CMEE Introduces New Access Program For Low-Income Families

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The Children’s Museum of the East End has introduced a new program to encourage low-income families to use the Bridgehampton museum without having to reach into their pockets.

Starting last week, all families that qualify for state or federal assistance can use their benefit cards for free admission to the museum for as many as two adults and four children. The electronic benefit cards used by residents who qualify for cash assistance from the New York State Office of Temporary and Disability Assistance and from the Supplemental Nutrition Assistance Program, or SNAP, can be used.

CMEE is the first museum on Long Island to offer free admission for benefits cardholders. Its president, Steve Long, said this week that the museum’s board decided to implement the new program in keeping with an initiative of the Association of Children’s Museums, called “Museums for All,” that aims to ensure that museums are fully available to anyone regardless of background, ability or income level.

“The board was very much in favor of us making anyone who had this EBT card feel like they just had a regular membership card,” CMEE’s president explained. “It’s imperative for museums to enable people on the margins of any community to access the educational resources that are available.”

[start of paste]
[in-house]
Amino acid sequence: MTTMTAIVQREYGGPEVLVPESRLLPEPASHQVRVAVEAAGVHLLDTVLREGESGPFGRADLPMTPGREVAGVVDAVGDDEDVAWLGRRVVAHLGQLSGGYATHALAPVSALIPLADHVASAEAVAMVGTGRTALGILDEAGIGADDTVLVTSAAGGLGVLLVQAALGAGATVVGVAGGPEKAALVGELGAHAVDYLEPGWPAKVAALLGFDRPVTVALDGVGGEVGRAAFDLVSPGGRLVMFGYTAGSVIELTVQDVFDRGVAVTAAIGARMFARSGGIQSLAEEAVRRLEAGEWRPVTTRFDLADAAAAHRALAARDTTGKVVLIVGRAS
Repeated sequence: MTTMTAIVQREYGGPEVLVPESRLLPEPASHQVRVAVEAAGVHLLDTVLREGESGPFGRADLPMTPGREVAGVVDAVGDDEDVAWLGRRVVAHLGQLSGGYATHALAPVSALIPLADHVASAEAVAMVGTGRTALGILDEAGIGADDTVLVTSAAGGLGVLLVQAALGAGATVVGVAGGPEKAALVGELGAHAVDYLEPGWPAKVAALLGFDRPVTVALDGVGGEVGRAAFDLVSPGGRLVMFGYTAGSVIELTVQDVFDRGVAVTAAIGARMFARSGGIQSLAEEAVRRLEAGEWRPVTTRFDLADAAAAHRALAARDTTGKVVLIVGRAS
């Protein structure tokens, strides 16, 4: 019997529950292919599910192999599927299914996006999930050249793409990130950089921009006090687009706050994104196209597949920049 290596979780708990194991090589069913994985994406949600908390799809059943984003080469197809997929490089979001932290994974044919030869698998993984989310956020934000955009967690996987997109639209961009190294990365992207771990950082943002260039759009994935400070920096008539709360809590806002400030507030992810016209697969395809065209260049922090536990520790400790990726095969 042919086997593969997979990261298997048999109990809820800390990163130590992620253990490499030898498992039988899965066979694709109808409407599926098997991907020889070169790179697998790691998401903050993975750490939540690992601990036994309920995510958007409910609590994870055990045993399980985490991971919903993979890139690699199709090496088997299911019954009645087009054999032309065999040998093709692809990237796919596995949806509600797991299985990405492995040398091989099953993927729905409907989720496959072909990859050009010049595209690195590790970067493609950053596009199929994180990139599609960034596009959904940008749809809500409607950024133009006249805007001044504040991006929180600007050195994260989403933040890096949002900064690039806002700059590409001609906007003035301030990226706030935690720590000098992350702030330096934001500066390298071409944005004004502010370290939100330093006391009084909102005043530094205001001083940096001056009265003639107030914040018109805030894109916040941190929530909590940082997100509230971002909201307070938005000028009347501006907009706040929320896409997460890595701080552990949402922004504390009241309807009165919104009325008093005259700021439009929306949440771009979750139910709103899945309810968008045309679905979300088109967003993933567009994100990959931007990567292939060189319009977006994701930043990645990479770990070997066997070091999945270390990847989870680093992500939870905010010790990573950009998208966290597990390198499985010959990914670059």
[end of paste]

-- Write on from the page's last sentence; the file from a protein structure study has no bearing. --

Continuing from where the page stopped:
According to the State Office of Temporary and Disability Assistance, there are at least 128,363 people in Suffolk County, as of June 2014, who receive benefits. CMEE welcomes about 60,000 visitors annually from throughout the county, according to a release.

Other leaders in the community who work with low-income families have hailed CMEE’s new program.

“Many of our children already participate in their programs now, so I’m glad they’re opening it up to other members of the community,” said Bonnie Cannon, executive director of the Bridgehampton Child Care and Recreational Center, located just down the road from CMEE on the Bridgehampton-Sag Harbor Turnpike. “It’s a wonderful place. It’s great that they’re making it available.”

Mr. Long said that he hopes other museums will follow suit to make their institutions more accessible to low-income families as well.

“Every child deserves the opportunity to play, which is integral to our mission,” he said. “We want to make sure that literally every child here in eastern Long Island has access.”

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